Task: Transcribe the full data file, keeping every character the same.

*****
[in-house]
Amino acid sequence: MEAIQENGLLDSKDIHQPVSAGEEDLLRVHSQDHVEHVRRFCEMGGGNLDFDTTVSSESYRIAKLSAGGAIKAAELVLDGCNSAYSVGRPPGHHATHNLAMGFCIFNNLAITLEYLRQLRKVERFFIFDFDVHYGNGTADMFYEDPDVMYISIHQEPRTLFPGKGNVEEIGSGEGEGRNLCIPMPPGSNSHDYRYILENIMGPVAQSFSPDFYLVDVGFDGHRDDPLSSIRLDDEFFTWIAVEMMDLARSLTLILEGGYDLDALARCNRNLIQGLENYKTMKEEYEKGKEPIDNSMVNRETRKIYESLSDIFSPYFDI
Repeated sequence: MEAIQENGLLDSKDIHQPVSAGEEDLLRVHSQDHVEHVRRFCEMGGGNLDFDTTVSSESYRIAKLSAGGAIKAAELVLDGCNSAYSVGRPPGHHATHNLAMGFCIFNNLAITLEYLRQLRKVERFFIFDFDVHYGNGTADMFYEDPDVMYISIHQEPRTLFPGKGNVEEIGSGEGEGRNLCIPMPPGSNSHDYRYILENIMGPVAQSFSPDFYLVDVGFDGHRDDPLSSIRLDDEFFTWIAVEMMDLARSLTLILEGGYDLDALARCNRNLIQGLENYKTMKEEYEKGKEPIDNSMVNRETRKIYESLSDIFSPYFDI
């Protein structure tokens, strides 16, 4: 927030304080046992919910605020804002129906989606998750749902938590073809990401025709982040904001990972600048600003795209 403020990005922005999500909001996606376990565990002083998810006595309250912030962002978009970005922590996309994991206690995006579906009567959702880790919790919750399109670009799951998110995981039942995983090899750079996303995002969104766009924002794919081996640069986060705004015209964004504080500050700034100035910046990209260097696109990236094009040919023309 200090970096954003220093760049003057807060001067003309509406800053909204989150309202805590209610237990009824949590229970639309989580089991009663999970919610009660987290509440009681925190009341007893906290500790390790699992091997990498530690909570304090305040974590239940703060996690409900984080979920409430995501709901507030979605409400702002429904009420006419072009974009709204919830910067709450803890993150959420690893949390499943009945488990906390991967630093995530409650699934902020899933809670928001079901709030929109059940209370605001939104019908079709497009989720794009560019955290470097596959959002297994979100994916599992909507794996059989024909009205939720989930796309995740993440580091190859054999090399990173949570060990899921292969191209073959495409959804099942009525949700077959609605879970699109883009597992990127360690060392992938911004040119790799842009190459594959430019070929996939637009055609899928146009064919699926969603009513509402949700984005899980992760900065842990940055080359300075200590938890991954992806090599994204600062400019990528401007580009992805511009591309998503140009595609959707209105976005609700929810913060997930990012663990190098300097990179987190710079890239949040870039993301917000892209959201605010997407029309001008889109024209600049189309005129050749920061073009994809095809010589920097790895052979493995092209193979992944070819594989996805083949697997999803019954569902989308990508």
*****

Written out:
[in-house]
Amino acid sequence: MEAIQENGLLDSKDIHQPVSAGEEDLLRVHSQDHVEHVRRFCEMGGGNLDFDTTVSSESYRIAKLSAGGAIKAAELVLDGCNSAYSVGRPPGHHATHNLAMGFCIFNNLAITLEYLRQLRKVERFFIFDFDVHYGNGTADMFYEDPDVMYISIHQEPRTLFPGKGNVEEIGSGEGEGRNLCIPMPPGSNSHDYRYILENIMGPVAQSFSPDFYLVDVGFDGHRDDPLSSIRLDDEFFTWIAVEMMDLARSLTLILEGGYDLDALARCNRNLIQGLENYKTMKEEYEKGKEPIDNSMVNRETRKIYESLSDIFSPYFDI
Repeated sequence: MEAIQENGLLDSKDIHQPVSAGEEDLLRVHSQDHVEHVRRFCEMGGGNLDFDTTVSSESYRIAKLSAGGAIKAAELVLDGCNSAYSVGRPPGHHATHNLAMGFCIFNNLAITLEYLRQLRKVERFFIFDFDVHYGNGTADMFYEDPDVMYISIHQEPRTLFPGKGNVEEIGSGEGEGRNLCIPMPPGSNSHDYRYILENIMGPVAQSFSPDFYLVDVGFDGHRDDPLSSIRLDDEFFTWIAVEMMDLARSLTLILEGGYDLDALARCNRNLIQGLENYKTMKEEYEKGKEPIDNSMVNRETRKIYESLSDIFSPYFDI
């Protein structure tokens, strides 16, 4: 927030304080046992919910605020804002129906989606998750749902938590073809990401025709982040904001990972600048600003795209 403020990005922005999500909001996606376990565990002083998810006595309250912030962002978009970005922590996309994991206690995006579906009567959702880790919790919750399109670009799951998110995981039942995983090899750079996303995002969104766009924002794919081996640069986060705004015209964004504080500050700034100035910046990209260097696109990236094009040919023309 200090970096954003220093760049003057807060001067003309509406800053909204989150309202805590209610237990009824949590229970639309989580089991009663999970919610009660987290509440009681925190009341007893906290500790390790699992091997990498530690909570304090305040974590239940703060996690409900984080979920409430995501709901507030979605409400702002429904009420006419072009974009709204919830910067709450803890993150959420690893949390499943009945488990906390991967630093995530409650699934902020899933809670928001079901709030929109059940209370605001939104019908079709497009989720794009560019955290470097596959959002297994979100994916599992909507794996059989024909009205939720989930796309995740993440580091190859054999090399990173949570060990899921292969191209073959495409959804099942009525949700077959609605879970699109883009597992990127360690060392992938911004040119790799842009190459594959430019070929996939637009055609899928146009064919699926969603009513509402949700984005899980992760900065842990940055080359300075200590938890991954992806090599994204600062400019990528401007580009992805511009591309998503140009595609959707209105976005609700929810913060997930990012663990190098300097990179987190710079890239949040870039993301917000892209959201605010997407029309001008889109024209600049189309005129050749920061073009994809095809010589920097790895052979493995092209193979992944070819594989996805083949697997999803019954569902989308990508």